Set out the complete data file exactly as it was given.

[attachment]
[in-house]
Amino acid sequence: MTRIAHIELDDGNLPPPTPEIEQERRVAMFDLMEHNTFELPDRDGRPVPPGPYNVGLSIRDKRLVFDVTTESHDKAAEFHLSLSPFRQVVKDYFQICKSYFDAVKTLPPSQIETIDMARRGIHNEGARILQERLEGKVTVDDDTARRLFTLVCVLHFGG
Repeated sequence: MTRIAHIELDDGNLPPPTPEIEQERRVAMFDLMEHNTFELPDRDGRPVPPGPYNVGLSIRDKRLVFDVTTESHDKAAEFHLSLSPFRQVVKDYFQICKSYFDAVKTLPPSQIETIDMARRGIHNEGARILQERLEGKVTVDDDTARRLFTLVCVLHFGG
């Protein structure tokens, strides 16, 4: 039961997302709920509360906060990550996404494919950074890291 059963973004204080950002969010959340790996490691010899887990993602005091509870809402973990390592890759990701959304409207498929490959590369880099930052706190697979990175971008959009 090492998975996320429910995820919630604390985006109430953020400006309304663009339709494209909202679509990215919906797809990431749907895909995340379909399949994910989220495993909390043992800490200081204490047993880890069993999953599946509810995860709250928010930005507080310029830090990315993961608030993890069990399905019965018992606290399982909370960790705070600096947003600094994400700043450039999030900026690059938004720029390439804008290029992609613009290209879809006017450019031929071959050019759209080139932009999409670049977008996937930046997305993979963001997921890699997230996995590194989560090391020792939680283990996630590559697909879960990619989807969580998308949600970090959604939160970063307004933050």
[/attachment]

[in-house]
Amino acid sequence: MTRIAHIELDDGNLPPPTPEIEQERRVAMFDLMEHNTFELPDRDGRPVPPGPYNVGLSIRDKRLVFDVTTESHDKAAEFHLSLSPFRQVVKDYFQICKSYFDAVKTLPPSQIETIDMARRGIHNEGARILQERLEGKVTVDDDTARRLFTLVCVLHFGG
Repeated sequence: MTRIAHIELDDGNLPPPTPEIEQERRVAMFDLMEHNTFELPDRDGRPVPPGPYNVGLSIRDKRLVFDVTTESHDKAAEFHLSLSPFRQVVKDYFQICKSYFDAVKTLPPSQIETIDMARRGIHNEGARILQERLEGKVTVDDDTARRLFTLVCVLHFGG
């Protein structure tokens, strides 16, 4: 039961997302709920509360906060990550996404494919950074890291 059963973004204080950002969010959340790996490691010899887990993602005091509870809402973990390592890759990701959304409207498929490959590369880099930052706190697979990175971008959009 090492998975996320429910995820919630604390985006109430953020400006309304663009339709494209909202679509990215919906797809990431749907895909995340379909399949994910989220495993909390043992800490200081204490047993880890069993999953599946509810995860709250928010930005507080310029830090990315993961608030993890069990399905019965018992606290399982909370960790705070600096947003600094994400700043450039999030900026690059938004720029390439804008290029992609613009290209879809006017450019031929071959050019759209080139932009999409670049977008996937930046997305993979963001997921890699997230996995590194989560090391020792939680283990996630590559697909879960990619989807969580998308949600970090959604939160970063307004933050």